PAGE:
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"Affinities with Architecture" stresses the intrinsic relationship between man and his buildings.

"Home"-Made Art


"Affinities with Architecture"
VCU's Anderson Gallery
Through July 24

If home is where the heart is, then one need not look further than the current exhibition at Virginia Commonwealth University's Anderson Gallery. "Affinities with Architecture" features the works of 12 artists whose art formally, conceptually or otherwise deals with architecture. From painting to freestanding sculpture to photography, the show encompasses a broad range of media that is effectively unified through this thematic approach.

While some pieces deal directly with the subject such as Mark Bennett's blueprints for famous TV houses ("The Brady Bunch" and "Frasier," for example) or Ying Kit Chan's charcoal drawings of urban landscapes, other works seem to address diverse offshoots of architecture.

Peter Lenzo's sculpture is made from of wooden slats that form rustic reliquaries. His "Portable Gun Case Mary Altar" hangs upon the wall in three units. The outer sections are hinged to form sacred diptychs that contain cubbyholes and compartments holding various religious objects — a Madonna figurine, plastic Bible, crucifix and praying hands. These borderline-kitsch items are interspersed with handguns, either real or porcelain slip-cast replicas. Both the guns and devotional items are enshrined and venerated in a manner that alludes simultaneously to a Medieval altarpiece and a pickup truck gun rack. The congruence of weaponry and Christian icons suggests the melding of violence and religion — both are revered, both have a devoted following, and both historically have been linked.

Greg Shelnutt's dissected wooden birdhouses play with the concept of ornithological architecture. While a bird naturally creates a rounded, soft nest of sticks, grass and leaves, humans construct homes for their feathered friends with straight lines, angles and hard surfaces. Birdhouses are essentially miniature human houses; perhaps our arrogance as to what is good architecture — a box with a slanted roof — has caused us to superimpose this authority on animals and nature. Shelnutt underlines this notion with his titles ("Home is where...") and man-made or synthetic elements such as rubber, silver belt buckles and ladders. Jacqueline Bishop also creates wooden birdhouses that are painted over with glossy, vibrant scenes of birds in the wild. Somehow though, her works have a folk-art quality that doesn't quite congeal with the sophistication of the other works in the show.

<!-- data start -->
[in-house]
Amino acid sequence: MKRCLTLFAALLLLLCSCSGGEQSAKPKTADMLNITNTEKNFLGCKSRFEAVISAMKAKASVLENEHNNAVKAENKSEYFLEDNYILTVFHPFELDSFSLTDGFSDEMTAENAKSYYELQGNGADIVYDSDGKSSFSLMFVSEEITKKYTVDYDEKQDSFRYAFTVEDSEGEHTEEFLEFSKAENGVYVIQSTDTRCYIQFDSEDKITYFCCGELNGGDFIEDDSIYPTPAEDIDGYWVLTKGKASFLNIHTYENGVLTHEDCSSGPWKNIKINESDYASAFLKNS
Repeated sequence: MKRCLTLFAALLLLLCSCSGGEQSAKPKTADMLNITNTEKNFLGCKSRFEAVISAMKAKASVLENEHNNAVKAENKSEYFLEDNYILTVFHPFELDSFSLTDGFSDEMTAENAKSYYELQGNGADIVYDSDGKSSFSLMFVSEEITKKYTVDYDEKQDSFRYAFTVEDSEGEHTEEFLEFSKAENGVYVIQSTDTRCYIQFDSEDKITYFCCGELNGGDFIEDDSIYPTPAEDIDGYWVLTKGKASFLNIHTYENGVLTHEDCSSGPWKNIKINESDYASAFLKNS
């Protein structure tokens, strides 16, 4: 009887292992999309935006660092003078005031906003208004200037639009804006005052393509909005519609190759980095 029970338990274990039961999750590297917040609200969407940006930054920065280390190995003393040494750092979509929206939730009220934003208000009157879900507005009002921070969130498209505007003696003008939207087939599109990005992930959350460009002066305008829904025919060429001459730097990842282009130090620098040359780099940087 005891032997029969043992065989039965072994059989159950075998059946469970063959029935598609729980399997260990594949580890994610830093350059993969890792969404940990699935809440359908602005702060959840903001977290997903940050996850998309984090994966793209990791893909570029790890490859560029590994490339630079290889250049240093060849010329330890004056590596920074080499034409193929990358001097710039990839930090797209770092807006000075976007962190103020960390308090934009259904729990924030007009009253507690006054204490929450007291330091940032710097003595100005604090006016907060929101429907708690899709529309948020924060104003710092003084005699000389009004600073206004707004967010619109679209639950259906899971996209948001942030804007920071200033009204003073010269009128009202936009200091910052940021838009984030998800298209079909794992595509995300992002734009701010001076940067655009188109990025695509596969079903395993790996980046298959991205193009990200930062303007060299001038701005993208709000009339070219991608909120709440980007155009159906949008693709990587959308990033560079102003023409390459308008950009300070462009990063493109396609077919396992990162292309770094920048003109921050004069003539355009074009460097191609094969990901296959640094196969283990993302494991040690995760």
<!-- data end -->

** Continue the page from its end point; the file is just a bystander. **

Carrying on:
Continuing the dialogue of man's manipulation of nature, Herb Parker's landscape architecture, as recorded via photographs, conveys a reverence for the ephemeral quality of man and his structures in the larger scheme of nature and the cosmos. Building up sod, grass or clay in the form of buildings, Parker's earthworks never lose the traces of human touch. Despite the organic materials used, he often leaves a human silhouette or even steel fences around the works that beckon the viewer closer and yet barricade him from further interaction. This push-and-pull of man and nature certainly strikes a metaphoric tone in our era of urban destruction and environmental awareness.

"Affinities with Architecture" is a fascinating and richly varied collection of "home"-made art. Indeed, the fact that architecture itself (the gallery and its rooms) contains this show on architecture — a type of meta-architecture — only strengthens and stresses the intrinsic relationship between man and his

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